President’s Malaria Initiative Newsletter

December 2013


Photo of a family sitting in front of an ITN.

PMI supports coverage of four highly effective malaria prevention and treatment measures, including insecticide-treated mosquito nets (ITNs).
Source: Maggie Hallahan Photography

Just Released – 2014 Malaria Operational Plans

The 2014 Malaria Operational Plans (MOPs) are now available on the PMI website. Each of the 20 plans reviews the current status of malaria control and prevention, identifies challenges to meeting PMI goals, and describes activities that are planned with FY 2014 funding. Final country funding levels are contingent upon a FY 2014 appropriation bill.

PMI Statement on Theft and Illegal Diversion of Malaria Medicines

The U.S. Government strongly condemns the theft and illegal diversion of medicines that are intended to cure malaria. This is particularly true when such theft impacts the most vulnerable populations in sub-Saharan Africa – pregnant women and children under five years old, as reported in Thieves Hijacking Malaria Drugs in Africa, The Wall Street Journal (WSJ), November 11, 2013.

Twitter bird with the words follow @PMIgov.PMI is on Twitter! Get Up-to-date News on Malaria

Get the latest by following @PMIgov on Twitter and stay informed about PMI’s most recent program updates, malaria news, and fun facts. Help us build our network and participate by joining the conversation.

PMI in the News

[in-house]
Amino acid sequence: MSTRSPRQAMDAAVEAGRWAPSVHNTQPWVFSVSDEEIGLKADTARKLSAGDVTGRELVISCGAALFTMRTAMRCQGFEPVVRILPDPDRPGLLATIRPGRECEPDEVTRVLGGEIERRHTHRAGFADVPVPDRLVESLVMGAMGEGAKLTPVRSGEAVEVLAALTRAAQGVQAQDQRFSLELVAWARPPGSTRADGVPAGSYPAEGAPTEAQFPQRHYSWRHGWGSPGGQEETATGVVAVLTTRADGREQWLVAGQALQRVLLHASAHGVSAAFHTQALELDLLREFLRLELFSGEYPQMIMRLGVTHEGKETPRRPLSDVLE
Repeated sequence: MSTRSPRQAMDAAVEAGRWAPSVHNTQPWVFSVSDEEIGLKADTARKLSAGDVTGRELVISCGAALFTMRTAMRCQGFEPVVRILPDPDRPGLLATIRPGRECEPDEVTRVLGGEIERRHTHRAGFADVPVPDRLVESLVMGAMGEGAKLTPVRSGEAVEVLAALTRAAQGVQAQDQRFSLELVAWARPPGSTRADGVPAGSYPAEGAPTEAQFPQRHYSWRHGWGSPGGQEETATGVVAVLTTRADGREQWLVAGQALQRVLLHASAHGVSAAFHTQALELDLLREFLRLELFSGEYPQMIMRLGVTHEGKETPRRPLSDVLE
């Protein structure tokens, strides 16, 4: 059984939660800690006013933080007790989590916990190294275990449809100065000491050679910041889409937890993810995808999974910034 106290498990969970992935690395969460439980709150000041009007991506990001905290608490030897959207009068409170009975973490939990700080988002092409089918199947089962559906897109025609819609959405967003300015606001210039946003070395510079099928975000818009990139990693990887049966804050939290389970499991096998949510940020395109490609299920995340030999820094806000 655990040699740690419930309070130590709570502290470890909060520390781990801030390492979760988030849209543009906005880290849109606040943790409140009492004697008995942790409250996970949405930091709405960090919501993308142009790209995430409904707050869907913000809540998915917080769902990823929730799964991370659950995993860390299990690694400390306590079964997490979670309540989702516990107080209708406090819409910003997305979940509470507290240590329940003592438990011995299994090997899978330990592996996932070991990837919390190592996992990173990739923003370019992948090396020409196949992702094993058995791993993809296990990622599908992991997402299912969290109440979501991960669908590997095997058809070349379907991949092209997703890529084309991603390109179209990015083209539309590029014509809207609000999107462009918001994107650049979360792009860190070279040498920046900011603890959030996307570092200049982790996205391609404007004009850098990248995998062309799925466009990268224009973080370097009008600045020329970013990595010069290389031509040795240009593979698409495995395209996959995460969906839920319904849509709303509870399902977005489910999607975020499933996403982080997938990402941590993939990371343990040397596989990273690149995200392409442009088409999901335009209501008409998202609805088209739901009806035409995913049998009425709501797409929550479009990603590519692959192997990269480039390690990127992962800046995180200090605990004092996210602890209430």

A Conversation with Rear Admiral Tim Ziemer (Ret.)

This year at the annual American Society of Tropical Medicine and Hygiene meeting in November, the U.S. Global Malaria Coordinator Rear Admiral Tim Ziemer (Ret.), received the Award for Extraordinary Leadership in the Fight Against Malaria and was interviewed. 


Saving Lives of Children, Unburdening Economies & Shrinking the Malaria Map (for Good)

Global efforts to control and eliminate malaria have saved an estimated 3.3 million lives since 2000, reducing malaria mortality by half in sub-Saharan Africa. In a blog article, Rear Admiral Tim Ziemer (Ret.) celebrates the dramatic progress that has been made in reducing the burden of malaria in sub-Saharan Africa.

Halfway to Victory over Malaria

Martin Edlund, founding member and CEO of Malaria No More, writes about the World Health Organization's 2013 World Malaria Report and how the cumulative effort of dozens of nations, millions of people, and billions of dollars have added up to a true breakthrough.

Read more PMI News.

Country Activities

Stories from the Field

Children stand in a group outside a home.

PMI supports a wide range of activities to ensure that children receive high quality antimalarials, including conducting surveys to check the quality of antimalarial drugs.
Source: Brant Stewart, RTI

Countering Unregistered and Illegal Antimalarial Drugs in Ethiopia

Over the past few years, significant progress has been made to scale up malaria control interventions in Ethiopia, including universal access to prompt diagnosis and treatment. However, these gains in access could be compromised due to the proliferation of unregistered or illegal drugs, which means ineffective drugs may be used to treat cases of malaria. Learn more about these issues.